The conference also announced that as part of an effort to maximize its media rights and branding, it had retained The Boston Consulting Group to review its organizational design and structure.
The league is facing a critical juncture, with negotiations on a new television contract set to begin in the fall. Questions remain about whether the new-look Big East can draw the type of billion dollar media rights deals that other power conferences have locked up over the last year.
Most of the new members won't be in place until 2013.
And how much revenue the Big East will receive from a restructured BCS is also to be determined.
"At some point, we want to have a stable environment over conference affiliation and alignment," Manuel said. "The bottom line, is that we need to get to a place where everything is stable."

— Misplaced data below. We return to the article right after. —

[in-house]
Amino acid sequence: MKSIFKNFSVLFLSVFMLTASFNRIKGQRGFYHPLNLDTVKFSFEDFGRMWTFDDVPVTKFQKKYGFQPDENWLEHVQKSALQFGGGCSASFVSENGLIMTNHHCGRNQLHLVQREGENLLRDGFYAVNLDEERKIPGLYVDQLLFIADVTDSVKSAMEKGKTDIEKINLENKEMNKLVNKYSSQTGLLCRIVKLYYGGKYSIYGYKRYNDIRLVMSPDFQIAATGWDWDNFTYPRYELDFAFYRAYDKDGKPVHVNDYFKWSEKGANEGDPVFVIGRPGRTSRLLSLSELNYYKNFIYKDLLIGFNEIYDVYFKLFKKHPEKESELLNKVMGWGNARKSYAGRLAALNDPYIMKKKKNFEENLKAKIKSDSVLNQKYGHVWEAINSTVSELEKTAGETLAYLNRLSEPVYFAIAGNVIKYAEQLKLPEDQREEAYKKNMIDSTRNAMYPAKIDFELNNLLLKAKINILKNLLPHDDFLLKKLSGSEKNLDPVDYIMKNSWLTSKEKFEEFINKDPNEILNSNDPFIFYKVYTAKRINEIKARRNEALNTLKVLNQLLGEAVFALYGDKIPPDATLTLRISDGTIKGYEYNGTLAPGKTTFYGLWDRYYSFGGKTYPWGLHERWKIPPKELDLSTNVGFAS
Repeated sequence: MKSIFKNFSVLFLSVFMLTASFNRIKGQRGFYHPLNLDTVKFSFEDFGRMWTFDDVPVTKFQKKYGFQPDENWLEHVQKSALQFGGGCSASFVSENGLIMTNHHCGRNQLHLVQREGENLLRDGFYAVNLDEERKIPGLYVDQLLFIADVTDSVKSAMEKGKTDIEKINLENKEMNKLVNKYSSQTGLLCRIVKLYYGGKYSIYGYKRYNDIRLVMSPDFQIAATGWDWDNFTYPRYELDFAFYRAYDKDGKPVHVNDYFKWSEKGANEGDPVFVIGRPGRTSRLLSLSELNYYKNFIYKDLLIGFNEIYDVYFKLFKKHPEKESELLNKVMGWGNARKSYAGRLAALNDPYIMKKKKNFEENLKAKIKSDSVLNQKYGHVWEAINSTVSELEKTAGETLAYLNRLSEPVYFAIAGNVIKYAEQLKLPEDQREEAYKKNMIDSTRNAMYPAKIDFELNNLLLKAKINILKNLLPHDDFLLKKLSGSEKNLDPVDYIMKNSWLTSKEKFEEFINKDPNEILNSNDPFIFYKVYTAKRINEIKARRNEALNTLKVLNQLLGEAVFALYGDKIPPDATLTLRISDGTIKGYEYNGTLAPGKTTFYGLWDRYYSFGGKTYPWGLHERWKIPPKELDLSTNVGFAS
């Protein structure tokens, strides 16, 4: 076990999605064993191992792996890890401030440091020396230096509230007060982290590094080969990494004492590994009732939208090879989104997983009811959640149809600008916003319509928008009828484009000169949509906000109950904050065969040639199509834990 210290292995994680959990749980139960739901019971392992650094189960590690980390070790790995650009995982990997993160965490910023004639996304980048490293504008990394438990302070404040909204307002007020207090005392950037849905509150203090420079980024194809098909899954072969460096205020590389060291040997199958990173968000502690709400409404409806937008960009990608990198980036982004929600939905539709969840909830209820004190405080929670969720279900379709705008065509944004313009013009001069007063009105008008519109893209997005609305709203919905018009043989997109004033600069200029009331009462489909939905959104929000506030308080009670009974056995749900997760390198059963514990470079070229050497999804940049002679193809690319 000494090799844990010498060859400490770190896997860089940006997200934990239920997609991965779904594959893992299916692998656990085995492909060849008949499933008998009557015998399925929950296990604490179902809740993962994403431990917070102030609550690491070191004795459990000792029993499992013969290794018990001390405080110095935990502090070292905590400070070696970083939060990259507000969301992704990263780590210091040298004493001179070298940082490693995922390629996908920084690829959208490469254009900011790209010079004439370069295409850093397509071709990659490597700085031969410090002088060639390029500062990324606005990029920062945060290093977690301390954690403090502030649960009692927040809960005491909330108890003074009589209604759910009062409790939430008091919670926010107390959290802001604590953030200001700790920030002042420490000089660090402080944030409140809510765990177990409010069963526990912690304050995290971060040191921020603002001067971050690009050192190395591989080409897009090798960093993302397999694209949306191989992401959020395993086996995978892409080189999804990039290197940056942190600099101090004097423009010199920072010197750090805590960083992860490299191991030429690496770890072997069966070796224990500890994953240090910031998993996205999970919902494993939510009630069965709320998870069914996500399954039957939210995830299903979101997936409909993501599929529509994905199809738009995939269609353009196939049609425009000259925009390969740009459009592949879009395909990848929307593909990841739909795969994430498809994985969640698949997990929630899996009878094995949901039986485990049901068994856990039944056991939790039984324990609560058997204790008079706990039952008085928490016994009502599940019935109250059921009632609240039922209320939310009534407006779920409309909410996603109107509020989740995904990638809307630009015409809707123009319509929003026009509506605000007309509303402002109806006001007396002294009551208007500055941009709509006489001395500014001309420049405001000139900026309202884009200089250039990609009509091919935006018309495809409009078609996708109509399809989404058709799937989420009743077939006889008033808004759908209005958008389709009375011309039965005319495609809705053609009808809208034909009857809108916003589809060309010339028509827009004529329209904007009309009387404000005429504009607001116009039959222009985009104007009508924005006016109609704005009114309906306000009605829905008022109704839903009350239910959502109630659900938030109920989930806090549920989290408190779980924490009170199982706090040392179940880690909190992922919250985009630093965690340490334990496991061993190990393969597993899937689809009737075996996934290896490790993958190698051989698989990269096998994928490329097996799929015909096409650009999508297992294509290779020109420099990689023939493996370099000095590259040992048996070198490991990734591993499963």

Marinatto said he had no idea when he was negotiating TV rights a year ago, that the conference landscape would change so much in just a few months. But, he said he made the best decisions he could as commissioner, given the changing environment.
"A lot of things I think I would have done differently, but you do the best you can with the information you have at the time," he said.
Russo reported from New York. AP Sports Writers John Kekis and Dan Gelston contributed to this report.
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